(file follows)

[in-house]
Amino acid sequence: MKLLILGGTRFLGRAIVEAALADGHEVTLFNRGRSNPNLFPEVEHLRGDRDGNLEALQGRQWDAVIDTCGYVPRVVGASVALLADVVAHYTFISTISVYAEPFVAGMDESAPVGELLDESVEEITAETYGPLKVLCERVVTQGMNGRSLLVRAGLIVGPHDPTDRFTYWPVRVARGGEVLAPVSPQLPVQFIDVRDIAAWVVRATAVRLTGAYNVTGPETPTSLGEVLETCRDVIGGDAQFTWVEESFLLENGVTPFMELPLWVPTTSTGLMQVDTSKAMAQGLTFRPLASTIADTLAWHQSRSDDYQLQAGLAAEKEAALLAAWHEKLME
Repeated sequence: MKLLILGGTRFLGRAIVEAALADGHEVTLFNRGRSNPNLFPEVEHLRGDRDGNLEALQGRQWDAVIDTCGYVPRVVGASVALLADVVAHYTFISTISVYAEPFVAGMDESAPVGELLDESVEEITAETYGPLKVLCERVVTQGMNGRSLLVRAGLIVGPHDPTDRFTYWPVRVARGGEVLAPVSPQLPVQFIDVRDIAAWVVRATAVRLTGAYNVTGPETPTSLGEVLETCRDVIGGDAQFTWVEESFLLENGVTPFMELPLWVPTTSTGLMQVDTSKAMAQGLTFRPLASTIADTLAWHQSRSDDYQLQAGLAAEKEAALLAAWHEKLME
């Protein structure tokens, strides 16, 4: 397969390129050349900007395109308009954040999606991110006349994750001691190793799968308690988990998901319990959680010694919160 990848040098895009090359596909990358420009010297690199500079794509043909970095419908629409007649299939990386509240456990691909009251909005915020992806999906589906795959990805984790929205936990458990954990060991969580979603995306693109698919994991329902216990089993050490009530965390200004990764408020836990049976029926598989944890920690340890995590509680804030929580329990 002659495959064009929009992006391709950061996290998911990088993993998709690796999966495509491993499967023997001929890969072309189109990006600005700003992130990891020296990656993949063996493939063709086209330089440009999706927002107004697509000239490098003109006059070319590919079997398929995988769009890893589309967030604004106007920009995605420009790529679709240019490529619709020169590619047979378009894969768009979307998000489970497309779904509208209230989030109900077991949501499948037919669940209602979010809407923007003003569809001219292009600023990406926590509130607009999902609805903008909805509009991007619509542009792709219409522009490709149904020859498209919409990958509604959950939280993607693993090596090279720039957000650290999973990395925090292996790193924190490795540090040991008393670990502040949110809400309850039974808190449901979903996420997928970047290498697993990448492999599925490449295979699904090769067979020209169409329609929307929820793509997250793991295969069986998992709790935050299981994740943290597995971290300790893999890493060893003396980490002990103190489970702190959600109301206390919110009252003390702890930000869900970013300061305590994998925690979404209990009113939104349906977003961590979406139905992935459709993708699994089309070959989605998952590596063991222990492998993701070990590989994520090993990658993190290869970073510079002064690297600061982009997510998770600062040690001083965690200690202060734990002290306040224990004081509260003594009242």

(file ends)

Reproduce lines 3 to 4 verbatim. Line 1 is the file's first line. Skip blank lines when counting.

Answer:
Repeated sequence: MKLLILGGTRFLGRAIVEAALADGHEVTLFNRGRSNPNLFPEVEHLRGDRDGNLEALQGRQWDAVIDTCGYVPRVVGASVALLADVVAHYTFISTISVYAEPFVAGMDESAPVGELLDESVEEITAETYGPLKVLCERVVTQGMNGRSLLVRAGLIVGPHDPTDRFTYWPVRVARGGEVLAPVSPQLPVQFIDVRDIAAWVVRATAVRLTGAYNVTGPETPTSLGEVLETCRDVIGGDAQFTWVEESFLLENGVTPFMELPLWVPTTSTGLMQVDTSKAMAQGLTFRPLASTIADTLAWHQSRSDDYQLQAGLAAEKEAALLAAWHEKLME
């Protein structure tokens, strides 16, 4: 397969390129050349900007395109308009954040999606991110006349994750001691190793799968308690988990998901319990959680010694919160 990848040098895009090359596909990358420009010297690199500079794509043909970095419908629409007649299939990386509240456990691909009251909005915020992806999906589906795959990805984790929205936990458990954990060991969580979603995306693109698919994991329902216990089993050490009530965390200004990764408020836990049976029926598989944890920690340890995590509680804030929580329990 002659495959064009929009992006391709950061996290998911990088993993998709690796999966495509491993499967023997001929890969072309189109990006600005700003992130990891020296990656993949063996493939063709086209330089440009999706927002107004697509000239490098003109006059070319590919079997398929995988769009890893589309967030604004106007920009995605420009790529679709240019490529619709020169590619047979378009894969768009979307998000489970497309779904509208209230989030109900077991949501499948037919669940209602979010809407923007003003569809001219292009600023990406926590509130607009999902609805903008909805509009991007619509542009792709219409522009490709149904020859498209919409990958509604959950939280993607693993090596090279720039957000650290999973990395925090292996790193924190490795540090040991008393670990502040949110809400309850039974808190449901979903996420997928970047290498697993990448492999599925490449295979699904090769067979020209169409329609929307929820793509997250793991295969069986998992709790935050299981994740943290597995971290300790893999890493060893003396980490002990103190489970702190959600109301206390919110009252003390702890930000869900970013300061305590994998925690979404209990009113939104349906977003961590979406139905992935459709993708699994089309070959989605998952590596063991222990492998993701070990590989994520090993990658993190290869970073510079002064690297600061982009997510998770600062040690001083965690200690202060734990002290306040224990004081509260003594009242």